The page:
Far too easy to launder money in real estate, vehicles, admits Clarke - Finance minister says Ja will remain on EU blacklist until more businesses, professionals open up on their dealings
Finance Minister Dr Nigel Clarke is saying that the country will remain on the European Union financial blacklist if non-financial businesses and professions do not provide data on their dealings.
The finance minister explained to The Sunday Gleaner how an arbitrary shift in how the Financial Action Task Force (FATF) measures the size of financial assets in a country has affected Jamaica’s standing.
“If a country has strategic AML/CFT (anti-money laundering/combating the financing of terrorism) deficiencies, as many do, and its financial assets are deemed to be smaller than the threshold of US$5 billion, then its AML/CFT reforms are monitored by its regional AML/CFT body. In the case of Jamaica, that would be Caribbean Financial Action Task Force. Until recently, this has been the case for Jamaica up to the end of 2019, as our financial assets were deemed to be less than US$5 billion.
“If, however, a country has the same strategic AML/CFT deficiencies, and its financial assets are instead deemed to be larger than the threshold of US$5 billion, the country’s financial sector is seen as large enough, in an international context, to warrant the direct, enhanced monitoring of the international body FATF – a process commonly known as grey-listing.
“Now, a critical factor in Jamaica’s FATF listing is that FATF suddenly changed the variable used to measure the size of financial assets from M2 to M3, which is a broader measure that yields higher values, without a corresponding increase in the US$5 billion nominal threshold, and this consequential change happened a mere six months before the assessment date,” the minister explained.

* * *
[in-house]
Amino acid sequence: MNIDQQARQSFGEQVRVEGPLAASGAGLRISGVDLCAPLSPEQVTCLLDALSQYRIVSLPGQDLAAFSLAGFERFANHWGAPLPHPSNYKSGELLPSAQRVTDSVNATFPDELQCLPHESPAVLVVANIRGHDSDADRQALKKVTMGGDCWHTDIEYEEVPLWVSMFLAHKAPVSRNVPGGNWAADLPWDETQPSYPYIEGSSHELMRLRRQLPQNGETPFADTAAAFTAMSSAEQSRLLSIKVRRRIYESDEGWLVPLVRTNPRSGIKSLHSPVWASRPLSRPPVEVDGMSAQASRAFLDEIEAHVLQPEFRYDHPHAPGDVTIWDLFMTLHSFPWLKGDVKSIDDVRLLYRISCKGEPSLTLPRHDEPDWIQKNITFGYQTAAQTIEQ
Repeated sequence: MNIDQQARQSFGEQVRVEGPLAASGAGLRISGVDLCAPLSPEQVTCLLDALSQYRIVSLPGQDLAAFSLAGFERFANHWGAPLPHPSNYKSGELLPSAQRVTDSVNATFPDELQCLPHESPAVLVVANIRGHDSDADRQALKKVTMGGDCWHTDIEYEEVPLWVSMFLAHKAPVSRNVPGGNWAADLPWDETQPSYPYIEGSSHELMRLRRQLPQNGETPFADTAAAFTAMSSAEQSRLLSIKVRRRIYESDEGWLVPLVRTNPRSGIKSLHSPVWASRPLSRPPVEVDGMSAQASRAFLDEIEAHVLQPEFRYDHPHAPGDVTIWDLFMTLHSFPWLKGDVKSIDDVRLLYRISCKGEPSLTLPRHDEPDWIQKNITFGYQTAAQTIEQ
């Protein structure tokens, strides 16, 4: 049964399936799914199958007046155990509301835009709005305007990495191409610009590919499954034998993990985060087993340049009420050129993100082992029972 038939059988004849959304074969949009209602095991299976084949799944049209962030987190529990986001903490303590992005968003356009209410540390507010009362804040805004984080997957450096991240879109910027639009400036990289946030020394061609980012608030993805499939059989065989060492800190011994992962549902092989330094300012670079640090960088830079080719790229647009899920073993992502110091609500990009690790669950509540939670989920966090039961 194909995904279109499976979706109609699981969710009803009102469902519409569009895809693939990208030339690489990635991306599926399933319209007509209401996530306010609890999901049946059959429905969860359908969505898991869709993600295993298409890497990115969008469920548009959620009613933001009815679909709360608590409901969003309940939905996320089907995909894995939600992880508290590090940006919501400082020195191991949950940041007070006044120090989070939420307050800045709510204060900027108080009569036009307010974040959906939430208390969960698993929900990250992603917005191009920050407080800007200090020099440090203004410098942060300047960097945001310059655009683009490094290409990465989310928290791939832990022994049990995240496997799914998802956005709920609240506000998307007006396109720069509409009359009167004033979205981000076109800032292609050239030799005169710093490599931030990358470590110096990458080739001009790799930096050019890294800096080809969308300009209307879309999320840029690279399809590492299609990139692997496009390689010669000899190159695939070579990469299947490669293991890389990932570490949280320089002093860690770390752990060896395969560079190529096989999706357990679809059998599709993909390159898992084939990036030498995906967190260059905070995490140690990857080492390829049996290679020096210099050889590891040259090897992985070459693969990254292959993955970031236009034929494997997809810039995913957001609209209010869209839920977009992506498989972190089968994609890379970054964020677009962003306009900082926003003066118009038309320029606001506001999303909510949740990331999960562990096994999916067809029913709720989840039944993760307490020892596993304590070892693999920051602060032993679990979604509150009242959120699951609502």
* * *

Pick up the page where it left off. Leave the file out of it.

Clarke said Jamaica, like other developing countries, has real and serious capacity constraints and very limited technical resources that have to be deployed strategically to address our many challenges.
“What you find is that it is the same set of individuals in our key public-sector institutions who work on key issues, and so a country like Jamaica has to delicately allocate these resources according to the outcomes being pursued.
“So it’s like being a heptathlete who has to apply her physical resources across many objectives. Let’s have the 800m represent FATF-related reforms. She is told that the qualifying time for the 800m is 2 minutes 30 seconds. She plans and applies her physical capacity across all events consistent with the stated qualifying time for the 800m. She is on target for qualification based on the aforementioned criteria, but in the last 100m of the 800m race, the race referee says over a loudspeaker: ‘The qualifying time for the 800m has changed to 2 minutes flat’,” Clarke explained.
That is the effect, the minister said, of what FATF did in February 2019 by changing the national financial asset size measurement with an assessment date of October 2019.
“It had an unjust effect on Jamaica,” he insisted.
Clarke explained some of the challenges facing Jamaica, pointing specifically to the non-financial businesses, adding that there has been very limited activity in the area of AML/CFT supervision of these professions and entities.